Ironically, the change reinstates an erroneous European Union legal standard, said Zoe Bantleman, legal director at the Immigration Law Practitioners’ Association: “The bill introduces a regressive definition of ‘particular social group’ for the purposes of the 1951 Refugee Convention that reverses case law of senior UK courts, contravenes UNHCR standards, and reinstates an erroneous EU law standard.
“The Government has failed to justify this significant change to the law and refugee protection which will disproportionately affect women and girls fleeing gender-based persecution, who will need to meet an additional hurdle in order to obtain refugee protection.”
Men and Migration
While the Nationality and Borders Bill risks making it harder for women to claim asylum, the Government’s latest announcement on immigration would see more men held in detention once they arrive in the UK.
The Home Secretary and the Prime Minister are discussing new powers to detain men who are intercepted in the Channel when attempting to enter the UK, The Times reported over the weekend.
Currently only those who land on the UK coast, rather than being intercepted in the Channel, are breaking the law and can be detained. The majority of these are men. The Nationality and Borders Bill, which was passed by MPs in the Commons in December and is now being debated in the Lords, will make it a criminal offence to be found in a vessel in the Channel without pre-authorisation to enter the UK.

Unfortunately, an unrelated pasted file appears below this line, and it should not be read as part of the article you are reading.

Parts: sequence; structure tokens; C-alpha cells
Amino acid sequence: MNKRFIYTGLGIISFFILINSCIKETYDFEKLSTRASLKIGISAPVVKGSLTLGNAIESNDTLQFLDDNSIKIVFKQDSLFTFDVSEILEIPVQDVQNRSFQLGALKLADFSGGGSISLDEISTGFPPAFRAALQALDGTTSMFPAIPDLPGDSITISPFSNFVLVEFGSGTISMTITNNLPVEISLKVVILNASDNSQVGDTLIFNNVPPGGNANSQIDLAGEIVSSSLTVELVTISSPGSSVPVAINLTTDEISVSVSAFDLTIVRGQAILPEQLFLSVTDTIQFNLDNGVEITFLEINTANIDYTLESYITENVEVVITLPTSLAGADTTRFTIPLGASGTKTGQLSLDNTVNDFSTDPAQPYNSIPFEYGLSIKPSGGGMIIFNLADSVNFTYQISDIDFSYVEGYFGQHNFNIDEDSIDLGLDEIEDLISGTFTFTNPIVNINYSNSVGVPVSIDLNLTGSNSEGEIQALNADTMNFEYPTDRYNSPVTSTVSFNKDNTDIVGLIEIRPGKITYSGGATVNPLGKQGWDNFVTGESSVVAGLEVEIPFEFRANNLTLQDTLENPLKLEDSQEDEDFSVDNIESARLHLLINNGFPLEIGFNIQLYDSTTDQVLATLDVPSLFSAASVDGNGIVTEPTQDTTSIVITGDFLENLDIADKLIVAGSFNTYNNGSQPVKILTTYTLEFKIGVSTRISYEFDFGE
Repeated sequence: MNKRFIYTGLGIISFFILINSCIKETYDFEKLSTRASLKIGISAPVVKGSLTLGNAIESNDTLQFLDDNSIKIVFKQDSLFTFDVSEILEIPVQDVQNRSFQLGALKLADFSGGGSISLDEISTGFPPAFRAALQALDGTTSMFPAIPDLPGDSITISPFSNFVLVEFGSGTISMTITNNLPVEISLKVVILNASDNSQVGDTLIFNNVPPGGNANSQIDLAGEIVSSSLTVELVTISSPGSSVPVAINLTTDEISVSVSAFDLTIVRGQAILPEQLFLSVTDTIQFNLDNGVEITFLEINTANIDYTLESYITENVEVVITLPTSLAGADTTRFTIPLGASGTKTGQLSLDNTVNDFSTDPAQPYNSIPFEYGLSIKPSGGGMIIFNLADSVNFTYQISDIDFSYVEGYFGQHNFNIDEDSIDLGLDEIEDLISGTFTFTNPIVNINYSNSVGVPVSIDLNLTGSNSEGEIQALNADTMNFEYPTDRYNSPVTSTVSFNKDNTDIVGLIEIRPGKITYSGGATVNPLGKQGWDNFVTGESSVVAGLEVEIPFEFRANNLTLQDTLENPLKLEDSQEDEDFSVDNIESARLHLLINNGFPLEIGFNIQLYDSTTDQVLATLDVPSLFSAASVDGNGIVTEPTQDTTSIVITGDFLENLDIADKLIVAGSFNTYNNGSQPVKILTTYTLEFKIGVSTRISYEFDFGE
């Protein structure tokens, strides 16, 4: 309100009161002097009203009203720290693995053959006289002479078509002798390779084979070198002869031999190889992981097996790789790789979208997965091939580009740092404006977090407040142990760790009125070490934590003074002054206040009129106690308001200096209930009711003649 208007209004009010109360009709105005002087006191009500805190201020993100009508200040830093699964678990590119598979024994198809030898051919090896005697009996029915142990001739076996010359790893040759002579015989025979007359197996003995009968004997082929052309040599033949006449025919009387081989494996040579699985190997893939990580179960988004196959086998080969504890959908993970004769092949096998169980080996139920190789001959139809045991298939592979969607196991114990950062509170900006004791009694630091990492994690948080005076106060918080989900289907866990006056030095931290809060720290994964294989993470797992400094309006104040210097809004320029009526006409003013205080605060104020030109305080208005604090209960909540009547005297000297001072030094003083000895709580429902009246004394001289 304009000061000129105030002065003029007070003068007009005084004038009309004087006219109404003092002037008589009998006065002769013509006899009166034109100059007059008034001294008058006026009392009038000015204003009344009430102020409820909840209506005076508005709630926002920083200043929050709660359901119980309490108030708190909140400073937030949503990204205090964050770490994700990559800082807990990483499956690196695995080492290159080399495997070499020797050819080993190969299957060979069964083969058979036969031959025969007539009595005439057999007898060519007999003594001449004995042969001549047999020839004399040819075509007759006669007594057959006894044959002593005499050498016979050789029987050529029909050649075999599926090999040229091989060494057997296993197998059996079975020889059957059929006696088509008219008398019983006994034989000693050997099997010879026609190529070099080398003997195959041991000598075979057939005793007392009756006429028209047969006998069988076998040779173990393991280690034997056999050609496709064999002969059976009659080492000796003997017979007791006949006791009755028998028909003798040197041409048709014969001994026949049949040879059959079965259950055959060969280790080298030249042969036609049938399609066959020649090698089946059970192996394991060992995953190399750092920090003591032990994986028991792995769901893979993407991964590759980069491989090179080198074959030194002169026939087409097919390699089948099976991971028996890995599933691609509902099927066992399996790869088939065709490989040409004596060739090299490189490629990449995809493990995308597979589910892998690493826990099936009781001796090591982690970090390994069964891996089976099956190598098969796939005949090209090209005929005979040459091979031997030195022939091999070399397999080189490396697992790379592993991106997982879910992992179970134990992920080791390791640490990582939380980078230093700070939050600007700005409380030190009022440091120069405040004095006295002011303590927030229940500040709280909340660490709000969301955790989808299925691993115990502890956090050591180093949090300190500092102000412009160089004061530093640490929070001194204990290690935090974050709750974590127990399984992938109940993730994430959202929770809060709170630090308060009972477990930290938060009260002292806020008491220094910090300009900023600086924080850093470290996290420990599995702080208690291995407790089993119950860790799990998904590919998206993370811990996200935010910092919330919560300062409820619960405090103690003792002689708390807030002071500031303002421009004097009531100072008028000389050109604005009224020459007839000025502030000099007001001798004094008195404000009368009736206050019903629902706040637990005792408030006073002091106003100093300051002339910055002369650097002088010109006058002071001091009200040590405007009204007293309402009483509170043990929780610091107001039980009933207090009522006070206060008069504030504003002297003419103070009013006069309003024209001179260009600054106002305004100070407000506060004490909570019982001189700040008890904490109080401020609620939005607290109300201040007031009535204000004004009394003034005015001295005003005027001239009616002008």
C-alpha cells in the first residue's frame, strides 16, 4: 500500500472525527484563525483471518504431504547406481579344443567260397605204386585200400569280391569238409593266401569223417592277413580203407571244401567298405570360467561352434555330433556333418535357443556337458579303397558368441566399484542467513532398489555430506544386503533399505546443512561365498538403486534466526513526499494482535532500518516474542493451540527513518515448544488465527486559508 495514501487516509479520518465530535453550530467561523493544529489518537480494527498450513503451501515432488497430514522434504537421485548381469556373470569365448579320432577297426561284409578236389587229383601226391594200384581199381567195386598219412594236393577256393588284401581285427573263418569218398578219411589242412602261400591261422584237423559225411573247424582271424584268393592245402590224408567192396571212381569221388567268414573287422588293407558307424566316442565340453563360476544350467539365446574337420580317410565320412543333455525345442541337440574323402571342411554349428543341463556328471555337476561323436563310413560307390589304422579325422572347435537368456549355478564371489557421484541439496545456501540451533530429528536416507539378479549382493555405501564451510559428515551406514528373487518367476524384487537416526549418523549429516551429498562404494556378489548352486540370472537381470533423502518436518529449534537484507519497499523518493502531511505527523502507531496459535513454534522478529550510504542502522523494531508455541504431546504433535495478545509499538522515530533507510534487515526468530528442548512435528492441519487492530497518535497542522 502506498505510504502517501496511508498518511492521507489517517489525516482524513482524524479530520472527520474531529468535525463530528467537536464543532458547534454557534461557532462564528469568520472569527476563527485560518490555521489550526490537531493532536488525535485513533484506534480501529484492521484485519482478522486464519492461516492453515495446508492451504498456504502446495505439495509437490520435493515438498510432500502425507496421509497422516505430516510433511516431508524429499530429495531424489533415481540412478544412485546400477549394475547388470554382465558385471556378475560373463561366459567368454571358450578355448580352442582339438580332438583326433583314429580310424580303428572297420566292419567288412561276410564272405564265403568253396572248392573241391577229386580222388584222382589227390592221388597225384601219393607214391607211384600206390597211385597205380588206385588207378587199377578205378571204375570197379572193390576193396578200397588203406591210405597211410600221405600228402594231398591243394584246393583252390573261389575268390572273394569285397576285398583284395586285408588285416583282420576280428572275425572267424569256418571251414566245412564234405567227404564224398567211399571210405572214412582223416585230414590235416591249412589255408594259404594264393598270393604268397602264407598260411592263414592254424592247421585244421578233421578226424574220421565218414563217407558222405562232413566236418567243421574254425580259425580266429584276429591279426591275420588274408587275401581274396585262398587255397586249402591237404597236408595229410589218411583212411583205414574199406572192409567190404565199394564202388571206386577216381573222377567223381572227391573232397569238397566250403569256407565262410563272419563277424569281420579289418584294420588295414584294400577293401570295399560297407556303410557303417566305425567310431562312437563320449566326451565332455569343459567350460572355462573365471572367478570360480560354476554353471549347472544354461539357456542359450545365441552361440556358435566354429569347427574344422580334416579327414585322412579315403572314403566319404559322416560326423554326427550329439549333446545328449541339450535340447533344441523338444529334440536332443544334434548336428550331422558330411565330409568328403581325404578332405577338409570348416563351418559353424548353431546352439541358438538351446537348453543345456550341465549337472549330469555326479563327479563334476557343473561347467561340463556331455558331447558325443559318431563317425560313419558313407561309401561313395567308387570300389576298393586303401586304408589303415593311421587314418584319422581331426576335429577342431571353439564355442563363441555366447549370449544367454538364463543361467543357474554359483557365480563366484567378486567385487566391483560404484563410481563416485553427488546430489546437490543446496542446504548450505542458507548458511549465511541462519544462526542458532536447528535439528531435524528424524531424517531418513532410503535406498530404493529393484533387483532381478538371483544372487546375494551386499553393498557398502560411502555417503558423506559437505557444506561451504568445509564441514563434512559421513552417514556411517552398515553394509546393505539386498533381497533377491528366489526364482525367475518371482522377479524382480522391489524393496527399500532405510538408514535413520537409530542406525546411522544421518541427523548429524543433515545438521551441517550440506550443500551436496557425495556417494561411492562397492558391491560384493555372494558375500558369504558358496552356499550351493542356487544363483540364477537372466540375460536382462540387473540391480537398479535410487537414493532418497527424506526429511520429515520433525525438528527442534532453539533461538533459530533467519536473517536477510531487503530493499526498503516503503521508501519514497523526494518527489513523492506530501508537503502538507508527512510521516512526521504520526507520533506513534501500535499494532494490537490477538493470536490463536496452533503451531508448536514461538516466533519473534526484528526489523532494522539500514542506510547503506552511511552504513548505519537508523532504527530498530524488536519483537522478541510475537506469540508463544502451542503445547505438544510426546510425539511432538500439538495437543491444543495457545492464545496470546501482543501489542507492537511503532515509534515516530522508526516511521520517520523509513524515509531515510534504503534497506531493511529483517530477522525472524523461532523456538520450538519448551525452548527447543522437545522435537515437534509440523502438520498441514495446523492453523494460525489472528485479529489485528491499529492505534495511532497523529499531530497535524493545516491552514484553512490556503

The justification for the policy is that it will deter men from making dangerous journeys or seeking assistance from people smugglers. Such a justification is disputed – not least by the Home Office’s own equality impact assessment which found that there was little evidence the policy would deter people from attempting dangerous crossings.
Having pre-authorisation to enter the UK relies on the existence of safe and legal routes, such as resettlement. A lack of safe, legal routes is one reason why people are attempting dangerous crossings – 28,381 people attempted to cross the Channel last year hoping to claim asylum once in the UK.
Both Priti Patel and the French Government have claimed that seven in ten of all people who cross the Channel are single men under 40, although exact figures on the gender and age of those arriving in the UK are not known.
The reasons for the male majority are clear: men are more at risk of armed violence in conflict zones, although women and girls suffer disproportionately from other issues such as lack of healthcare and sexual violence. The latter is also a reason why men are more likely to make the journey – to protect women and girls from the risks of sexual violence on the road to the UK. Men are also typically physically stronger than women and girls. Those living in traditional patriarchal societies tend to see it as the man’s role to make this journey, too.
Once they arrive in the UK and claim asylum, the women and children left behind in their home country can join their father, husband or son through the family reunification policy. The Government has granted over 35,000 family reunion visas since 2015.
However, changes proposed in the Nationality and Borders Bill mean that those men who arrive via irregular routes – as opposed to via resettlement, for example – will face restricted rights when it comes to family reunification as they will only be granted temporary protection under the new rules. Up to 3,500 fewer people per year will be able to benefit from family reunion if it is denied to those being granted temporary protection under this new plan, and 90% of those are women and children.